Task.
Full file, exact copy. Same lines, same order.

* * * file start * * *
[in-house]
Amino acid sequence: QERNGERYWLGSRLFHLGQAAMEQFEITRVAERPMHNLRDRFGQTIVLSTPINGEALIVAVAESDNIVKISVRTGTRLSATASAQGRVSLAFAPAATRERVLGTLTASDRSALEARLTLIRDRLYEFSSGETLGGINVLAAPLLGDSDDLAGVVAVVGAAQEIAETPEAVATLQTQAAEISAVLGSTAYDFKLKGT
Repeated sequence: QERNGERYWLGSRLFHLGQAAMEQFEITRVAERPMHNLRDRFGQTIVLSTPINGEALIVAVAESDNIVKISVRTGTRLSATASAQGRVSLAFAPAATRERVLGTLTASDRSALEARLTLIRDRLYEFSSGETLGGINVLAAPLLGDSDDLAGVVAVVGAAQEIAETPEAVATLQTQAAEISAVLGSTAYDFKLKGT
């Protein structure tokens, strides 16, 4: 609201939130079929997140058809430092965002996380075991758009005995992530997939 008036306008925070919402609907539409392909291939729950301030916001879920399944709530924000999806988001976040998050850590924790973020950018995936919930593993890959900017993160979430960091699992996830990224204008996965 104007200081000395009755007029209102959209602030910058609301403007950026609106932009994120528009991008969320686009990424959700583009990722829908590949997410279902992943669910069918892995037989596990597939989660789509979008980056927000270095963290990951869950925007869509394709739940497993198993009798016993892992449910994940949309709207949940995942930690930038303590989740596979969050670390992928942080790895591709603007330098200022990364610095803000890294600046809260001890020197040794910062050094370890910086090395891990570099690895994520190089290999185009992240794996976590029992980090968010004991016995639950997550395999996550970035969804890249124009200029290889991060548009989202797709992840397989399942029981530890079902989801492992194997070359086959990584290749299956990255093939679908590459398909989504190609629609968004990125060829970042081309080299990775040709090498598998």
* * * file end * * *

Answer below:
[in-house]
Amino acid sequence: QERNGERYWLGSRLFHLGQAAMEQFEITRVAERPMHNLRDRFGQTIVLSTPINGEALIVAVAESDNIVKISVRTGTRLSATASAQGRVSLAFAPAATRERVLGTLTASDRSALEARLTLIRDRLYEFSSGETLGGINVLAAPLLGDSDDLAGVVAVVGAAQEIAETPEAVATLQTQAAEISAVLGSTAYDFKLKGT
Repeated sequence: QERNGERYWLGSRLFHLGQAAMEQFEITRVAERPMHNLRDRFGQTIVLSTPINGEALIVAVAESDNIVKISVRTGTRLSATASAQGRVSLAFAPAATRERVLGTLTASDRSALEARLTLIRDRLYEFSSGETLGGINVLAAPLLGDSDDLAGVVAVVGAAQEIAETPEAVATLQTQAAEISAVLGSTAYDFKLKGT
């Protein structure tokens, strides 16, 4: 609201939130079929997140058809430092965002996380075991758009005995992530997939 008036306008925070919402609907539409392909291939729950301030916001879920399944709530924000999806988001976040998050850590924790973020950018995936919930593993890959900017993160979430960091699992996830990224204008996965 104007200081000395009755007029209102959209602030910058609301403007950026609106932009994120528009991008969320686009990424959700583009990722829908590949997410279902992943669910069918892995037989596990597939989660789509979008980056927000270095963290990951869950925007869509394709739940497993198993009798016993892992449910994940949309709207949940995942930690930038303590989740596979969050670390992928942080790895591709603007330098200022990364610095803000890294600046809260001890020197040794910062050094370890910086090395891990570099690895994520190089290999185009992240794996976590029992980090968010004991016995639950997550395999996550970035969804890249124009200029290889991060548009989202797709992840397989399942029981530890079902989801492992194997070359086959990584290749299956990255093939679908590459398909989504190609629609968004990125060829970042081309080299990775040709090498598998």